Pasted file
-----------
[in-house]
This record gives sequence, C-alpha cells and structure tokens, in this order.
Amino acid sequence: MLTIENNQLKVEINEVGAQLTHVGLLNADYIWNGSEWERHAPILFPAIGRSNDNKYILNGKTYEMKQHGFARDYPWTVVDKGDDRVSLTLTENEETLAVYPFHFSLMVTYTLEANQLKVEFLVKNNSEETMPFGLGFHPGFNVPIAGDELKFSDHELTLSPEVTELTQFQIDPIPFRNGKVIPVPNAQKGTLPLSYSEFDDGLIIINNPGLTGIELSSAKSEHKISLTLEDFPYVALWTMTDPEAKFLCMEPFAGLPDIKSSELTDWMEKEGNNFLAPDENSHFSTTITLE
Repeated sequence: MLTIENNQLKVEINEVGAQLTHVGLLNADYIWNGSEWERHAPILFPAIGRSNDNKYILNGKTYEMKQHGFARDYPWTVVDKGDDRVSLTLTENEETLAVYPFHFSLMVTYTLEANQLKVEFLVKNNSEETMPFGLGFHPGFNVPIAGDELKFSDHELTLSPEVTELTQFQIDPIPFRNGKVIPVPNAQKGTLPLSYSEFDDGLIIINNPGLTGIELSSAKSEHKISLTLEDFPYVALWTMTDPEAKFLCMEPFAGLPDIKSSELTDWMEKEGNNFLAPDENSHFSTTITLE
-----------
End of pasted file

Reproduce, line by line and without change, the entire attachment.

[in-house]
This record gives sequence, C-alpha cells and structure tokens, in this order.
Amino acid sequence: MLTIENNQLKVEINEVGAQLTHVGLLNADYIWNGSEWERHAPILFPAIGRSNDNKYILNGKTYEMKQHGFARDYPWTVVDKGDDRVSLTLTENEETLAVYPFHFSLMVTYTLEANQLKVEFLVKNNSEETMPFGLGFHPGFNVPIAGDELKFSDHELTLSPEVTELTQFQIDPIPFRNGKVIPVPNAQKGTLPLSYSEFDDGLIIINNPGLTGIELSSAKSEHKISLTLEDFPYVALWTMTDPEAKFLCMEPFAGLPDIKSSELTDWMEKEGNNFLAPDENSHFSTTITLE
Repeated sequence: MLTIENNQLKVEINEVGAQLTHVGLLNADYIWNGSEWERHAPILFPAIGRSNDNKYILNGKTYEMKQHGFARDYPWTVVDKGDDRVSLTLTENEETLAVYPFHFSLMVTYTLEANQLKVEFLVKNNSEETMPFGLGFHPGFNVPIAGDELKFSDHELTLSPEVTELTQFQIDPIPFRNGKVIPVPNAQKGTLPLSYSEFDDGLIIINNPGLTGIELSSAKSEHKISLTLEDFPYVALWTMTDPEAKFLCMEPFAGLPDIKSSELTDWMEKEGNNFLAPDENSHFSTTITLE